Erin Pike is the creator and solo performer of Thatswhatshesaid, a collage play that uses only female dialog selected from American Theaters list of the Top 10 Most-Produced Plays in America.
Erin Pike is the solo performer of That'swhatshesaid, a collage play that uses only female dialogue from the most-produced plays in the country. Tim Summers

If you haven't been following this story: On Friday, theatrical publishing giant Samuel French sent Gay City Arts a cease and desist order for presenting That'swhatshesaid, which weaves together lines of the female characters' dialogue from popular American plays. In that letter, Samuel French claims that the play potentially infringes on the rights of Joshua Harmon because it uses lines from Harmon's play, Bad Jews. In response to that letter, the That'swhatshesaid crew redacted the lines from Bad Jews and went ahead with the show.

This morning, the director of licensing and compliance at Samuel French sent Erin Pike and playwright Courtney Meaker another cease and desist order. The letter reads, in part:

It has come to our attention THAT’SWHATSHESAID may have also included copyrighted and trademarked elements from our client, Matthew Lopez’ [sic], THE WHIPPING MAN. Based upon this information we must again demand that you cease and desist from use and inclusion of any and all material from these authors’ works.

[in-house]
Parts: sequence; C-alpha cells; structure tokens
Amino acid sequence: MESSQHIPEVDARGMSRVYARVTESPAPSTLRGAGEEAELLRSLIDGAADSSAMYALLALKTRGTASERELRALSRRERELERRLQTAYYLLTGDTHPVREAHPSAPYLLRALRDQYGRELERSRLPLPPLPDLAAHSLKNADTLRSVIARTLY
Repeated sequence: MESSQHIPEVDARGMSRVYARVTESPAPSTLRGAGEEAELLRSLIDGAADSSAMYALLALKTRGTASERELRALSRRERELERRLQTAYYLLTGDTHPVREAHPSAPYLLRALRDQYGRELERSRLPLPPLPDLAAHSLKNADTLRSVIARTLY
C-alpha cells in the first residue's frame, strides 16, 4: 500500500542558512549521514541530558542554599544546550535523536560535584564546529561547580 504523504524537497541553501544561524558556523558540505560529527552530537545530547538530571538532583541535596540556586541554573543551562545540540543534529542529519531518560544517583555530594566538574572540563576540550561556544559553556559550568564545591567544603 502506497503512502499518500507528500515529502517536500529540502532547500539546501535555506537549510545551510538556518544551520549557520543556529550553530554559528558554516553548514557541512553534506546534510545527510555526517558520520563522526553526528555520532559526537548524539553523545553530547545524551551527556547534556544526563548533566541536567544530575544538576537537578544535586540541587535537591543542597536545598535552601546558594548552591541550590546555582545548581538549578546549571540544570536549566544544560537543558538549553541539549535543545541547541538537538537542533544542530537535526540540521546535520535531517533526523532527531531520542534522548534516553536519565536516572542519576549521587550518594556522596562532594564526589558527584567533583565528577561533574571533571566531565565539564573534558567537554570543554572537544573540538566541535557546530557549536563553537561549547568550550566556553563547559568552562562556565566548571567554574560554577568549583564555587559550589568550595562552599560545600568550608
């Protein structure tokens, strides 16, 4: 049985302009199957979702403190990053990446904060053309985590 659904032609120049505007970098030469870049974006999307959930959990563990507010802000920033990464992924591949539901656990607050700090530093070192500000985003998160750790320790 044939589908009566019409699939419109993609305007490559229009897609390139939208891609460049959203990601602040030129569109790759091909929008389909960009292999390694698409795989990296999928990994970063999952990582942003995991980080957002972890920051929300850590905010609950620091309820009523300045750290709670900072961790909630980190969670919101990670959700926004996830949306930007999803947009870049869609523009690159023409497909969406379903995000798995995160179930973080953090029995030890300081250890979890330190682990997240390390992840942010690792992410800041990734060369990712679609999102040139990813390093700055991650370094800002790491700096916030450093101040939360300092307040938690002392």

The weird thing about this cease and desist letter is that there are no women characters in Lopez's play, The Whipping Man, so there are no lines from The Whipping Man in That'swhatshesaid. This absence of women characters is acknowledged instead by the sound of 72 pages being flipped.

Does that qualify as commentary on The Whipping Man? If it's commentary about The Whipping Man, that could bolster a legal defense that says the creators of That'swhatshesaid would be protected under fair use.

I'm obviously not a legal expert, but I described the situation to Betsy Rosenblatt, a professor at Whittier Law School and the Director of Whittier's Center for Intellectual Property Law. Is Samuel French legally justified in sending a cease and desist letter regarding material that is absent from the show? She said, "It's hard to imagine any way that a cease and desist for The Whipping Man makes copyright sense if the only representation of it in the play is the sound of 72 pages being flipped through."

Samuel French did not immediately respond to a request for comment. I'll update this post if I hear back from them.